Reading, No Peeking

Reading can spur a lot of erotic emotions, thoughts, and actions. Write about the books, magazines, or other reading materials that have shaped your sexuality.

I had to think about this question for some time to be sure that there even were books or magazines that had any influence on my sexuality. I wonder, is it that we had read books and magazines that had helped shaped our sexuality or is it that our sexuality was already part of us, which made us seek out those books and magazines to get more information on what we already felt? I personally believe our sexuality is part of our core, but that indeed printed matter can help to give you answers, which essentially can help to shape the sexuality that’s already part of you.

I identify as bisexual, but it’s not because I read about two women that had been together or saw images of two women in a sexual encounter that had made me decide that I am bisexual. No, those feelings were always there, but reading books has confirmed to me that I am not ‘weird’, but that bisexuality is just part of who I am.

One thing where I think a magazine had a huge influence on me, was when, at the age of ten, I opened the cupboard of my father (it was innocent really, as I was trying to find the hiding place of our Christmas presents) and there, on the inside of the door was a centerfold picture of a naked woman — dark hair, beautiful firm round boobs, sitting on the beach, her legs spread and the water just not touching the dark bush between her legs. I know I stared. I wasn’t shocked at all. Sort of embarrassed, but more because I was afraid my parents might find out I had seen it. I was intrigued. The picture was beautiful. It might have been in that moment that my exhibitionist was ‘born’, for as far as that wasn’t part of my sexuality already.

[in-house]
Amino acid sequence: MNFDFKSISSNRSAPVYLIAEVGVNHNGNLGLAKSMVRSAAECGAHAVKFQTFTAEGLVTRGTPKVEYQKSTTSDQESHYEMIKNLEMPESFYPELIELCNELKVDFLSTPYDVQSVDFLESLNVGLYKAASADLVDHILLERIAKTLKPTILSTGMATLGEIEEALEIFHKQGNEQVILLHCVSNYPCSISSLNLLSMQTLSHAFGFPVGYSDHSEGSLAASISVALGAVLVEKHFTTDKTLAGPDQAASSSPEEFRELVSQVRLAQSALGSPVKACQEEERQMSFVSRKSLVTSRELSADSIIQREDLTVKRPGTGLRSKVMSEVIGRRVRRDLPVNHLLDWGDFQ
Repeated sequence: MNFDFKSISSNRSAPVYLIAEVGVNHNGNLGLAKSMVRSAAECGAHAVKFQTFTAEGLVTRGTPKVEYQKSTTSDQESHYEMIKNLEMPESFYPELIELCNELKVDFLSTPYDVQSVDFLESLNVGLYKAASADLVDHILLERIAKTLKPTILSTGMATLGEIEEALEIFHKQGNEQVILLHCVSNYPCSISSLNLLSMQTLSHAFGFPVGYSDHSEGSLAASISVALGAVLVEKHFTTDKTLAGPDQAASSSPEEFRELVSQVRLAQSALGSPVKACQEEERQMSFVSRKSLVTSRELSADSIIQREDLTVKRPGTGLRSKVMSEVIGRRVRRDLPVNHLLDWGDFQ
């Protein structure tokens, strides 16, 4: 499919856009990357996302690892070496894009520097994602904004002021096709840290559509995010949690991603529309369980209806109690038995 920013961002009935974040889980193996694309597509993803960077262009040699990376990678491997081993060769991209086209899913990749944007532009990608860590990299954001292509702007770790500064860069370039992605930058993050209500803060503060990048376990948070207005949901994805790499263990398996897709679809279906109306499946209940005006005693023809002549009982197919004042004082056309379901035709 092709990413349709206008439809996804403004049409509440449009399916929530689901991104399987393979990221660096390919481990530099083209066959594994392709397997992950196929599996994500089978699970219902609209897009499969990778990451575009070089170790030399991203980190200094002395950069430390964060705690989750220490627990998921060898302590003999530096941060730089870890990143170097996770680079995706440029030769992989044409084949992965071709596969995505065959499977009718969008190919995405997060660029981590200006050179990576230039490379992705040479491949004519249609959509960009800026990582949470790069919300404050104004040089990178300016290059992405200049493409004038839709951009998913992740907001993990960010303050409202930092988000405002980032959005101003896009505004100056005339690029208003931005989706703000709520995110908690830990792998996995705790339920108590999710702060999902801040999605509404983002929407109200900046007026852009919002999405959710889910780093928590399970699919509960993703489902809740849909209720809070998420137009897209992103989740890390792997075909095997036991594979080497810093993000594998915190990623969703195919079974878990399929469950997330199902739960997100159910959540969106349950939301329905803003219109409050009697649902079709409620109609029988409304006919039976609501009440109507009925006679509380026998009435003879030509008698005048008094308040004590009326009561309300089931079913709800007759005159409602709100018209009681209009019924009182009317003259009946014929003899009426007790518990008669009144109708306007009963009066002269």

I read a lot when I was a teenager, and the majority of those stories had their setting in the early years of South Africa, Kaap de Goede Hoop. The women were strong, yet submissive. There were always a man in their lives who set the rules, and who punished them (sadly not with whips and such) when they didn’t follow those rules. That hugely appealed to me, made me feel squishy inside, and of course it was only in m adult years that I understood that it was a mirror of my own nature. Had those books shaped my sexuality? No, I don’t think so. They gave me a form of recognition, even though that came only years later.

Books and magazines have, during my lifetime, spurred a lot of erotic emotions and thoughts, but they had only served to confirm the sexuality I had been born with, and to further develop it, to make me feel heard, to help me to understand myself.

Of course, one book that continues to be of huge influence is Histoire d’O, but this must be quite obvious seeing that I have done an entire series based on the book.

For my February Photofest 2019 I am taking a trip down memory lane… and since the above is about reading, I have something else for you to read from December 2011.

panties no peeking
Only reading, no peeking…

© Rebel’s Notes

5 thoughts on “Reading, No Peeking

  1. “I personally believe our sexuality is part of our core, but that indeed printed matter can help to give you answers, which essentially can help to shape the sexuality that’s already part of you.”

    Very valid point, and I agree with you completely. Well said.

  2. I love the way you stated this. Our sexuality is there but maybe books and words only helped us to recognize ourselves in the works. And that pic is hot hot hot!!!

  3. Really interesting to read about how reading gave recognition to what you feel was already there; it makes sense. Fun use of words on your lingerie!

  4. such a lucious teasing shot. it makes me smile 🙂 and I agree, I think reading helped articulate my sexuality rather than informing it

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